Next year’s lineup of Hollywood movies, which is expected to shatter box-office records, would have the heads of entertainment licensing executives bobbling … if bobble-head dolls were hot these days.
The smiling, bouncing little statues are still out there, but it’s a whole new world when it comes to the licensing of characters and celebrities from current TV shows and movies.
Apps, computers games, fragrances and clothing lines are driving an increasing percentage of the retail sales from entertainment-based properties. In fact movie and TV-related merchandise hit $51.4 billion in 2013, according to industry figures released Monday. Royalties from those sales climbed to $2.66 billion.
“There’s still a tendency to think of licensing as toys and tchotchkes,” said Marty Brochstein, senior vice president of the Licensing Industry Merchandisers Association. The group is gathering in Las Vegas for Licensing Expo 2014, which DreamWorks Animation chief Jeffrey Katzenberg will kick off with a keynote speech Tuesday.
Youngsters are a critical market for the licensing industry, and they’re the demo group that has evolved the most, according to Brochstein.
“Kids are getting older younger. They are far more entrenched in technology at earlier ages, and more likely to be doing things with apps, computers games and such,” he said.
Disney, for example, last week unveiled the “Star Wars Scene Maker,” an app that will let kids (and maybe a dad or two) create their own minute-long movie featuring the images and voices of the iconic characters.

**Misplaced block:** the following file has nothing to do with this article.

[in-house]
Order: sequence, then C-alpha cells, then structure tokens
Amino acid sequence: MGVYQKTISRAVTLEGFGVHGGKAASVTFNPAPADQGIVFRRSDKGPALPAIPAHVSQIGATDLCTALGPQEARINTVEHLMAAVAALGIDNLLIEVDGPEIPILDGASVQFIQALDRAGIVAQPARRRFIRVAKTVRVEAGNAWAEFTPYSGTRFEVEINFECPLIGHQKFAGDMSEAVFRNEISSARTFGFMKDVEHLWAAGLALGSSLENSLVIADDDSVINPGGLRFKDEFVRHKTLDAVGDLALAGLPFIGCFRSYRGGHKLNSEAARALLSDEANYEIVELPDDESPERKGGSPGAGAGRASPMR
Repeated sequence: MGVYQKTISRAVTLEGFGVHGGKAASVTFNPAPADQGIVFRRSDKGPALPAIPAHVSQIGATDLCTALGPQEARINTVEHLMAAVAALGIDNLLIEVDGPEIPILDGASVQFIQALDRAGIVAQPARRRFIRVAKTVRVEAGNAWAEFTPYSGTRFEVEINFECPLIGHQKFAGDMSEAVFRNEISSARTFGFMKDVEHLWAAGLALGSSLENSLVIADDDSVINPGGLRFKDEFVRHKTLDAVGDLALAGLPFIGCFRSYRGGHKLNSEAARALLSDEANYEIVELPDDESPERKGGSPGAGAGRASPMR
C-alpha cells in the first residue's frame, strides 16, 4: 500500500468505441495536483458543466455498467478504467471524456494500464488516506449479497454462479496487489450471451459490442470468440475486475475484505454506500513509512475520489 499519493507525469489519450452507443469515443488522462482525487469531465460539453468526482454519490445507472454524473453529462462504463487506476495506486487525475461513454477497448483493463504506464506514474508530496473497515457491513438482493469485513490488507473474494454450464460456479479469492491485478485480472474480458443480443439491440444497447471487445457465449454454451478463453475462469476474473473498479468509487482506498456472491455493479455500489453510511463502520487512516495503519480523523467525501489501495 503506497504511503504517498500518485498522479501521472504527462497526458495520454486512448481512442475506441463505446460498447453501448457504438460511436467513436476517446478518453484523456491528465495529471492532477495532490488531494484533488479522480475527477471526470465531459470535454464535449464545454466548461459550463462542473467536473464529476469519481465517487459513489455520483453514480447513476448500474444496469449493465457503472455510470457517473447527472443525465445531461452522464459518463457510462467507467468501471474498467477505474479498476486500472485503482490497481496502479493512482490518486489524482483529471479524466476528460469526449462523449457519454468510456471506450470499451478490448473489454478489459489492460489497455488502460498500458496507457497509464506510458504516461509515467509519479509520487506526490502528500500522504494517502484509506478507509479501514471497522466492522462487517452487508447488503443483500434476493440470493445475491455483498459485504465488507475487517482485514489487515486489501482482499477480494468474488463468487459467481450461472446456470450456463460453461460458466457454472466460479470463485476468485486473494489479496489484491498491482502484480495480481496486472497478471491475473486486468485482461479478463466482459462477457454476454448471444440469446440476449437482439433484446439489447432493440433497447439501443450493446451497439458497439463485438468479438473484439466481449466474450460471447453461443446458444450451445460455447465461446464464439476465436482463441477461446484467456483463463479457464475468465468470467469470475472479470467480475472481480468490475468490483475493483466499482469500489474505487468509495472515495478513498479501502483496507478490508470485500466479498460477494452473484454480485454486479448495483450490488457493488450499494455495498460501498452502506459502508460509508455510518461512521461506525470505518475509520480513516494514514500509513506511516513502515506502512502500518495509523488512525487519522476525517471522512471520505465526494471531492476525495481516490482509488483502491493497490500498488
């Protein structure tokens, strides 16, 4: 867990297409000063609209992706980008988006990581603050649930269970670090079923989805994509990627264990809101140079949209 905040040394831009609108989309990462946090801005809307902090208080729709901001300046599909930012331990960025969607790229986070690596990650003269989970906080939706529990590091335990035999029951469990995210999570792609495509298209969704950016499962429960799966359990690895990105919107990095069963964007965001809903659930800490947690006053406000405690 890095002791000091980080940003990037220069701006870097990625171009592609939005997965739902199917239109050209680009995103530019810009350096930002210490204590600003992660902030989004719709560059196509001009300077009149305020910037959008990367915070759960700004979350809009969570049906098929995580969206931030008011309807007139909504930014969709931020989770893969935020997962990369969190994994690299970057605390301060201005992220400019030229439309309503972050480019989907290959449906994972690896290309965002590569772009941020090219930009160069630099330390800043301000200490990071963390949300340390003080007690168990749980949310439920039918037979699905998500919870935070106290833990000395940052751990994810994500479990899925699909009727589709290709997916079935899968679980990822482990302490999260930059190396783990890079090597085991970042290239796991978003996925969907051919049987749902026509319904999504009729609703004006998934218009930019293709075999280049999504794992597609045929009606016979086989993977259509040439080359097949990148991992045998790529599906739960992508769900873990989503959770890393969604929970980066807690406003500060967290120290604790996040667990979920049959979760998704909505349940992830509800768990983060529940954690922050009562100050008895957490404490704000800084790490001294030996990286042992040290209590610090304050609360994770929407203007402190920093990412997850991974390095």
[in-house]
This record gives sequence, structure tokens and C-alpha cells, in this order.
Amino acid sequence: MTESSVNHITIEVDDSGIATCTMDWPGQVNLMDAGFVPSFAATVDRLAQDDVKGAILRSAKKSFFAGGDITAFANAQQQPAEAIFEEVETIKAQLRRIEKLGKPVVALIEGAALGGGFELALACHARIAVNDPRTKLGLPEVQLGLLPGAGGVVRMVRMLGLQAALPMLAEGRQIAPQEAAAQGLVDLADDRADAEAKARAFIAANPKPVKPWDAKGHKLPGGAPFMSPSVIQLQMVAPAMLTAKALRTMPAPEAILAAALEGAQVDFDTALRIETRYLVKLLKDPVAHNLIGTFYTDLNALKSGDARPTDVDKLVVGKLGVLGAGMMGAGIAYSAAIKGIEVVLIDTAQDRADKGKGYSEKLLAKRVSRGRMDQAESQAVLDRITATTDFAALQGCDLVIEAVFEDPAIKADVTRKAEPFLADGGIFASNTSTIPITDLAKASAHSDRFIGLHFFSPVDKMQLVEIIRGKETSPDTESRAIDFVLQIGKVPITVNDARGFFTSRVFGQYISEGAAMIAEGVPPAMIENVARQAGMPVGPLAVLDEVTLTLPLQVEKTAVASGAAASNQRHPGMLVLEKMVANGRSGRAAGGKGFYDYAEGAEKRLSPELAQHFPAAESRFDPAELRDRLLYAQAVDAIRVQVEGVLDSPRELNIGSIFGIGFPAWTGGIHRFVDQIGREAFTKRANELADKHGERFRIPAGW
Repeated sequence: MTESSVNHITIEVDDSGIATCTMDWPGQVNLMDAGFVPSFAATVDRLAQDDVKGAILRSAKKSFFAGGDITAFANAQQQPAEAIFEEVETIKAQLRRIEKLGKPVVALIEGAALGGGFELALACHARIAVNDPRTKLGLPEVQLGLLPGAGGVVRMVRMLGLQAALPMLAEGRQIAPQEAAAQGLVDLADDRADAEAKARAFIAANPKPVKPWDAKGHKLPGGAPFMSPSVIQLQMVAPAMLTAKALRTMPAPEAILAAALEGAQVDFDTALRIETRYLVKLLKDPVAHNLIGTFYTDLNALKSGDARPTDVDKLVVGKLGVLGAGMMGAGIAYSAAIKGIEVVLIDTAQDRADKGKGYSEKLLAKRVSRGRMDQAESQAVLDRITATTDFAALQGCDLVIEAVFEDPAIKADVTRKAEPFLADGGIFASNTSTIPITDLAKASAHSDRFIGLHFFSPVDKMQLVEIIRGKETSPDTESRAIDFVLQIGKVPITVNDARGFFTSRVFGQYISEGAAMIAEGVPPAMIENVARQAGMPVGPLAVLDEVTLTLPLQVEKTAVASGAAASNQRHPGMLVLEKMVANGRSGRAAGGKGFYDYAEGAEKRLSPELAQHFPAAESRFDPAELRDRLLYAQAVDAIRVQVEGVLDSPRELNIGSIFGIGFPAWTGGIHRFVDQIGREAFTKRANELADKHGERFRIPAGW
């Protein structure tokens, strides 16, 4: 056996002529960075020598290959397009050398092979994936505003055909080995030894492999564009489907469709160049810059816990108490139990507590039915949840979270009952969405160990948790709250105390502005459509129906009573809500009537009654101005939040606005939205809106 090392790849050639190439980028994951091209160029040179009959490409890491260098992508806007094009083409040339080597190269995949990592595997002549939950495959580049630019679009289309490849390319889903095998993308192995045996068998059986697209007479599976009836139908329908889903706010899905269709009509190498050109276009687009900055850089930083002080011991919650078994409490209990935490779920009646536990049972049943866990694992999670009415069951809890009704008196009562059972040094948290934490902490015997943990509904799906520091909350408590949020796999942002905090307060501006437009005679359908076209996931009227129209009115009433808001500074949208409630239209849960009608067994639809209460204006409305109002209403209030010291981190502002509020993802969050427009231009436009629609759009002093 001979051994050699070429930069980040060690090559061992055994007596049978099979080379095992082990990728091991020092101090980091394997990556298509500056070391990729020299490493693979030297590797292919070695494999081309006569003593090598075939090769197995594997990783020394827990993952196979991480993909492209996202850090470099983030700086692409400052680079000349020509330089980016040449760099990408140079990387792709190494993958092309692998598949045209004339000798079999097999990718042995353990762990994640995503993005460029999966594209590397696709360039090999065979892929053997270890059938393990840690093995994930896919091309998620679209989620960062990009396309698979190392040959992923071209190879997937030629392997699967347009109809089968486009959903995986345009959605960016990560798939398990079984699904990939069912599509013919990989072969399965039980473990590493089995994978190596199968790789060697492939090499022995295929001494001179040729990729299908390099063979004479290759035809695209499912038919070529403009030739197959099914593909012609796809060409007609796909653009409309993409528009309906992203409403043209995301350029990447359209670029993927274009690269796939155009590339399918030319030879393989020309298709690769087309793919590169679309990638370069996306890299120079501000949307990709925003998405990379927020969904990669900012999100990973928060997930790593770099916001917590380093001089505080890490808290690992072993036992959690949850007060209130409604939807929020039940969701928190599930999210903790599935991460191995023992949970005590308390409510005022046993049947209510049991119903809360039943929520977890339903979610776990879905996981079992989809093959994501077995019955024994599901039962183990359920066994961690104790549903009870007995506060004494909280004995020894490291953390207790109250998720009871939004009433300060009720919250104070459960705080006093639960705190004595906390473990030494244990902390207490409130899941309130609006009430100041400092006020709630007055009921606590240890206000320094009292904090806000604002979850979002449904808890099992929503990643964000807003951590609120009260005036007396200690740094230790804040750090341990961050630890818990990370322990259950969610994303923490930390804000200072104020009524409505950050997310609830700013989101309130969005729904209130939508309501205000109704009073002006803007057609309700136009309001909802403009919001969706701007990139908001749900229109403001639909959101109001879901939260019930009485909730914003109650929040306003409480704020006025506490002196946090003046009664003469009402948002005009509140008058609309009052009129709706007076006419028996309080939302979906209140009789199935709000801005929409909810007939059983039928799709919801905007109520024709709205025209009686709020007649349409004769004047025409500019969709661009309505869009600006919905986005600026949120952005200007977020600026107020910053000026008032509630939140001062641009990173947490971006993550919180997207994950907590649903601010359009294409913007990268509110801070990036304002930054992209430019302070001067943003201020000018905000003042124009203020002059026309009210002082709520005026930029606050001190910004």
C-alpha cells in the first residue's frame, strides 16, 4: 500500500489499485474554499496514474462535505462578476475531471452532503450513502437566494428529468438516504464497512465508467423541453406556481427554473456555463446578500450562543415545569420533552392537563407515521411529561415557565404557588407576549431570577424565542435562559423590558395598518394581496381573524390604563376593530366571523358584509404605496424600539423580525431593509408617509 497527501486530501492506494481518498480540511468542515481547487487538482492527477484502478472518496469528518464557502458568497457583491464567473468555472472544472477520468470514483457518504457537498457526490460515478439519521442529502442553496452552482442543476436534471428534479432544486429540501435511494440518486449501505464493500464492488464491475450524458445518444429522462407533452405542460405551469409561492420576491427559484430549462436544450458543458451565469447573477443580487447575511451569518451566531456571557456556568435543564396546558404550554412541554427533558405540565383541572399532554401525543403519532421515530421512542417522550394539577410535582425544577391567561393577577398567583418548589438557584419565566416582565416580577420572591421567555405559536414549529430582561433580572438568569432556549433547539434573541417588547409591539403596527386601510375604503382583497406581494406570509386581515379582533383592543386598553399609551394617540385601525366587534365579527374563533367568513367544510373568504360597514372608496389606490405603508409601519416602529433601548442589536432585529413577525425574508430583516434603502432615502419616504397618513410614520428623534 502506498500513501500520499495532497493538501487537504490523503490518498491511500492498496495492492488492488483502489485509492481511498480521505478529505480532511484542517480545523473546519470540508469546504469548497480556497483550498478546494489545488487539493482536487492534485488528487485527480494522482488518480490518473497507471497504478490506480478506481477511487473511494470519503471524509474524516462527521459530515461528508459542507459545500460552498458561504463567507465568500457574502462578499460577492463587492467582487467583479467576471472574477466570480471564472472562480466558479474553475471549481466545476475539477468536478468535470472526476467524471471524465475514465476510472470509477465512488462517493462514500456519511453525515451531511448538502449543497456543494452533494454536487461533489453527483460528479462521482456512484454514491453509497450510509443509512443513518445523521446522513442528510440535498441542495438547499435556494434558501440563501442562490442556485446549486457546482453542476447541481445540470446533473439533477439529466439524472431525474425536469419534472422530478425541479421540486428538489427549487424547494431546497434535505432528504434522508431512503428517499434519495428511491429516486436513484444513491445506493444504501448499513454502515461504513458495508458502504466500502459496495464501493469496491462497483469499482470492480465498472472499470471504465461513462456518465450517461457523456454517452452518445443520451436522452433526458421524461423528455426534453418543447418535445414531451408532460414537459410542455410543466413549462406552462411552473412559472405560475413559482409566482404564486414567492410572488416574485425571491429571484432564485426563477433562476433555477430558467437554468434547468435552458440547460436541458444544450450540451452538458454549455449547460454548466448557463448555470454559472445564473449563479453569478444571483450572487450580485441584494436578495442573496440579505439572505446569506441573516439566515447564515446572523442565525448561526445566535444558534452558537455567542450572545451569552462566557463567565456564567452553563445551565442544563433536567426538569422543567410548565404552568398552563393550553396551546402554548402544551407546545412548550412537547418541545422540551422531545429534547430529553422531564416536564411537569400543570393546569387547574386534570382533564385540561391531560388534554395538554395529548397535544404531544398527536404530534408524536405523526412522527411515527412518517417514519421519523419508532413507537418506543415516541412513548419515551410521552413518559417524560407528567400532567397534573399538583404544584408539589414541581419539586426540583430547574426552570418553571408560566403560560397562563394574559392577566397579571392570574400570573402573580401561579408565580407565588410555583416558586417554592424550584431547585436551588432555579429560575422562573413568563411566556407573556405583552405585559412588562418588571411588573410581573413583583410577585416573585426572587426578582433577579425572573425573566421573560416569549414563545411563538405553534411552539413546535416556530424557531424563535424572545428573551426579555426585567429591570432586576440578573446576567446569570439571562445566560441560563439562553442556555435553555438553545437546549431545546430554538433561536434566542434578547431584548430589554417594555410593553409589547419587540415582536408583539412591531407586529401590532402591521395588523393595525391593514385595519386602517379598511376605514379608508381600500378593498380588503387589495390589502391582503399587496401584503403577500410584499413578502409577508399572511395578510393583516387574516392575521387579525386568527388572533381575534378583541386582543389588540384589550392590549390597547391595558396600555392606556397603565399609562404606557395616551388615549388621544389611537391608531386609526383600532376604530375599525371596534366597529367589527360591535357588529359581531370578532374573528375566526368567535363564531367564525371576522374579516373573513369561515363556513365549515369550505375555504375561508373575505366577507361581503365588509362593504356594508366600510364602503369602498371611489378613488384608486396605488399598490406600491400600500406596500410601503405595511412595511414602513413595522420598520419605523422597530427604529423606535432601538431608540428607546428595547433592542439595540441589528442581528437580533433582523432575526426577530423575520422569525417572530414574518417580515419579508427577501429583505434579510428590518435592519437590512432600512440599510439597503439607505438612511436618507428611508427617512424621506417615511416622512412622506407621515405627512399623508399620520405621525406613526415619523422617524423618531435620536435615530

Along with “Star Wars,” there will be new “Avengers,” “Jurassic Park and “Hunger Games” movies landing in 2015. That’s a lot of franchise firepower for the licensing biz.
“The good thing is that these franchises come with a built-in fan base and have a track record of satisfying those consumers with well-made movies,” Brochstein said. “The challenge is to be more creative in terms of the merchandise you offer.”
TV and celebrities as well as movies make up the entertainment licensing sector, which is that industry’s largest and provided 42 percent of the $116 billion that it generated overall in retail sales in 2013. Corporate and brand names, fashion lines from celebrities such as Jennifer Lopez and sports are the next biggest sectors.
Fire and Blood beer, tied in with TV’s “Game of Thrones” by Cooperstown, N.Y.-based artisan brewery Ommegang, is an example of the sort of creativity today’s evolved and more crowded market demands, Brochstein said.
“It works because it seems organic to the story line of the show and they executed it well,” Brochstein said.